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Medication safety officer’s handbook (Book review)

‘Medication safety officer’s handbook’, by Connie M. Larson and Deb Saine. Pp xi+353. Price $79. Maryland: American Society of Health-System Pharmacists; 2013. ISBN 978 1 58528 210 4

By Laurence A. Goldberg

Learn the basics about medication safety

‘Medication safety officer’s handbook’, by Connie M. Larson and Deb Saine. Pp xi+353. Price $79. Maryland: American Society of Health-System Pharmacists; 2013. ISBN 978 1 58528 210 4

Larson and Saine’s book offers expert guidance in most areas of the work carried out by medication safety professionals, from setting up safety systems to dealing with personnel issues. It deals with strategies for making changes, setting up systems for reporting and analysing errors and helping on managing adverse outcomes.

Attempts are made to answer a number of key questions, such as what the responsibilities of a medication safety officer are and how issues are prioritised. Each chapter begins with some key terms, followed by a brief introduction, and ends with a list of practical tips. Occasional case examples can be found within some of the chapters.

One of the most useful chapters is on safety in the medication-use system. The author lists the components of the medication-use system as procurement, outdates and recall management, storage control, ordering and prescribing, order and prescription review, preparation, distribution, administration and documentation, and monitoring. At each stage, risks are identified and prioritised and approaches are suggested to address the critical high-risk medication use processes.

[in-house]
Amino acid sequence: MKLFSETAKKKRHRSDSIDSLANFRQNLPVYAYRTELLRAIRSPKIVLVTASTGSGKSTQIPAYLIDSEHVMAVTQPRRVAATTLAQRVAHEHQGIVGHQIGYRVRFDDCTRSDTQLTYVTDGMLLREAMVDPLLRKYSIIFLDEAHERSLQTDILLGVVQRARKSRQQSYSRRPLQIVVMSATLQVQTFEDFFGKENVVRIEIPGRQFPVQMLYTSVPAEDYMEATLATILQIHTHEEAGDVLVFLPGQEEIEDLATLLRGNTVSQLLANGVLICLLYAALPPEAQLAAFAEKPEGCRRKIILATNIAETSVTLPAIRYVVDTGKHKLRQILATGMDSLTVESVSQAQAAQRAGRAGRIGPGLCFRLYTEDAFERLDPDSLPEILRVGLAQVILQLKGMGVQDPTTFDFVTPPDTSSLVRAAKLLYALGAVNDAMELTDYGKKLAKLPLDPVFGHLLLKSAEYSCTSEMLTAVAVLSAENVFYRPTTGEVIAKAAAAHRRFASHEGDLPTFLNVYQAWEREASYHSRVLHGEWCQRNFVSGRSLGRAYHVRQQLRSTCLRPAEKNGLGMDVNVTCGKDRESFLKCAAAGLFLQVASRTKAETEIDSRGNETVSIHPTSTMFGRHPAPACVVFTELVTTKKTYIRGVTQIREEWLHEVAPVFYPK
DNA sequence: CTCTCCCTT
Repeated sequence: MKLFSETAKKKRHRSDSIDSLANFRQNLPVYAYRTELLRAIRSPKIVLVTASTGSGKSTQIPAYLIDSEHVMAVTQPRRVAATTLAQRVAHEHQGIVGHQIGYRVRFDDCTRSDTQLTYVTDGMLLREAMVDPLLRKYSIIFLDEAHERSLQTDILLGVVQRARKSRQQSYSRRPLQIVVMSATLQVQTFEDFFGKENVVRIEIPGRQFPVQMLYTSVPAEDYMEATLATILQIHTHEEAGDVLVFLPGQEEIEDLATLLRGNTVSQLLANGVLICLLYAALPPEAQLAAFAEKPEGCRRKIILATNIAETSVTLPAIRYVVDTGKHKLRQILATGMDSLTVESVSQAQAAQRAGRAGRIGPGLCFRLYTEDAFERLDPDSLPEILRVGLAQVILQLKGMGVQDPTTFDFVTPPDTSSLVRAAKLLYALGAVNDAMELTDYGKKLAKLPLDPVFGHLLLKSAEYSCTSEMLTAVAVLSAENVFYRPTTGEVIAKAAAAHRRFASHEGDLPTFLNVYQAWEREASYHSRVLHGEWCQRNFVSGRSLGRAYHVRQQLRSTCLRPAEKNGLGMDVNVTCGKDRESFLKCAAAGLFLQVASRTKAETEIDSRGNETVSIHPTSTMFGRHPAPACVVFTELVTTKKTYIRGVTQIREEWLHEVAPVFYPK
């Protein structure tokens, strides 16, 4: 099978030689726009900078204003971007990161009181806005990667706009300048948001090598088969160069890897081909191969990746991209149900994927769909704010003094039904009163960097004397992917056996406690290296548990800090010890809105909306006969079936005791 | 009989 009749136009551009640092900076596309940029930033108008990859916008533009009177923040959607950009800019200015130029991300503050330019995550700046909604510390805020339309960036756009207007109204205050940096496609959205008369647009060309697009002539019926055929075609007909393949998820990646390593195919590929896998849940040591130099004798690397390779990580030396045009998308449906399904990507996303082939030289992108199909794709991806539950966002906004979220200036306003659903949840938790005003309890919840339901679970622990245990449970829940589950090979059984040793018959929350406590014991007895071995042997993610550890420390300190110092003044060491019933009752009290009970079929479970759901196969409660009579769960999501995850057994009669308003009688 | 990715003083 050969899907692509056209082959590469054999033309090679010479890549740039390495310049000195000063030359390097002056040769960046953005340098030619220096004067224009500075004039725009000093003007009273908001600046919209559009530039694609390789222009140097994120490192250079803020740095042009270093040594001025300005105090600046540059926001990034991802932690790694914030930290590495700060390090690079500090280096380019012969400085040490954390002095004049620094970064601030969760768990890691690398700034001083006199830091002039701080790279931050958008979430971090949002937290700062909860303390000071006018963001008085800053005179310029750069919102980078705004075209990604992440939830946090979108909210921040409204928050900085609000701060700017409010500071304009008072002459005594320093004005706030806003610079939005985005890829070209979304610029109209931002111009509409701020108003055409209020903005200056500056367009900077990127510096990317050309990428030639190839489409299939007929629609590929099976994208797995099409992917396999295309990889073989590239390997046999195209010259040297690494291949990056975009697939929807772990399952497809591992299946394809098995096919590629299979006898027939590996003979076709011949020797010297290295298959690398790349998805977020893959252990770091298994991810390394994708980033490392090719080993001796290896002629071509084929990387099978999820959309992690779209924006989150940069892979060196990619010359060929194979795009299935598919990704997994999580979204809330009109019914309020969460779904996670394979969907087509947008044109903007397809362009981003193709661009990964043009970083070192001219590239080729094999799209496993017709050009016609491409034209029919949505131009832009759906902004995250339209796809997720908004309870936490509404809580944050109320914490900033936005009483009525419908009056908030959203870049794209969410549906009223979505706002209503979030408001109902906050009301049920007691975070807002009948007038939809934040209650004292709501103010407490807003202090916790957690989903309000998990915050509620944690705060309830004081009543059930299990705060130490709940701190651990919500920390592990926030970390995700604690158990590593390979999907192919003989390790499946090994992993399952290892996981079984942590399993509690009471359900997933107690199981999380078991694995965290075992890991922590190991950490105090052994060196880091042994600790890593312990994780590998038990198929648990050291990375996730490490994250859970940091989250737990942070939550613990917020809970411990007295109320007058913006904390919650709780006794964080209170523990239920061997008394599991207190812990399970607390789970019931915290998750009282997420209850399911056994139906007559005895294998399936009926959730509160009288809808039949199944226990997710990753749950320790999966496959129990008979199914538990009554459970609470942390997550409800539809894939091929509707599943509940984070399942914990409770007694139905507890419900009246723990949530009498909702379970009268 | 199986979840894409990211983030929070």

The chapter on medication error reporting and analysis defines a medication error, discusses the detection of medication errors, looks at voluntary reporting and, finally, discusses the analysis of medication error reports. Although the chapter is fairly comprehensive, it could have been improved by including some of the original groundbreaking work developed and introduced by the National Patient Safety Agency over 10 years ago.

The book is structured to provide a guide for both newly appointed medication safety officers and those already working in the field. Experienced practitioners will gain little benefit from the book, but students and those healthcare workers beginning a career in medication safety or with an interest in medication error reduction would benefit from including this book in their libraries. 

Laurence A. Goldberg is a pharmaceutical consultant from Bury, Lancashire.

Citation: The Pharmaceutical Journal DOI: 10.1211/PJ.2013.11126313

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